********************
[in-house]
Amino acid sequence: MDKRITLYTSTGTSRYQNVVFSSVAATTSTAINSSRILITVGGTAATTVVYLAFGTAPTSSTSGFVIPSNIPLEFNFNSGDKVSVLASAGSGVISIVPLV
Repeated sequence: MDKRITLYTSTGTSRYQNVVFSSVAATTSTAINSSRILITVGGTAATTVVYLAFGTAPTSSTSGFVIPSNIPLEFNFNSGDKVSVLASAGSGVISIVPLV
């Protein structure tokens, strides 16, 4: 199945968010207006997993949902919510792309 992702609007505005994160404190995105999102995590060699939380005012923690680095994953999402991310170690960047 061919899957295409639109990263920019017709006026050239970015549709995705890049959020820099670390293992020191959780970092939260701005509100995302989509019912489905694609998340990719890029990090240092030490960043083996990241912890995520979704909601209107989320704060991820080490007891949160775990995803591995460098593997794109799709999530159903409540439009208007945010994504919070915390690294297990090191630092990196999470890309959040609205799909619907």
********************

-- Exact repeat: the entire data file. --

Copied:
[in-house]
Amino acid sequence: MDKRITLYTSTGTSRYQNVVFSSVAATTSTAINSSRILITVGGTAATTVVYLAFGTAPTSSTSGFVIPSNIPLEFNFNSGDKVSVLASAGSGVISIVPLV
Repeated sequence: MDKRITLYTSTGTSRYQNVVFSSVAATTSTAINSSRILITVGGTAATTVVYLAFGTAPTSSTSGFVIPSNIPLEFNFNSGDKVSVLASAGSGVISIVPLV
């Protein structure tokens, strides 16, 4: 199945968010207006997993949902919510792309 992702609007505005994160404190995105999102995590060699939380005012923690680095994953999402991310170690960047 061919899957295409639109990263920019017709006026050239970015549709995705890049959020820099670390293992020191959780970092939260701005509100995302989509019912489905694609998340990719890029990090240092030490960043083996990241912890995520979704909601209107989320704060991820080490007891949160775990995803591995460098593997794109799709999530159903409540439009208007945010994504919070915390690294297990090191630092990196999470890309959040609205799909619907």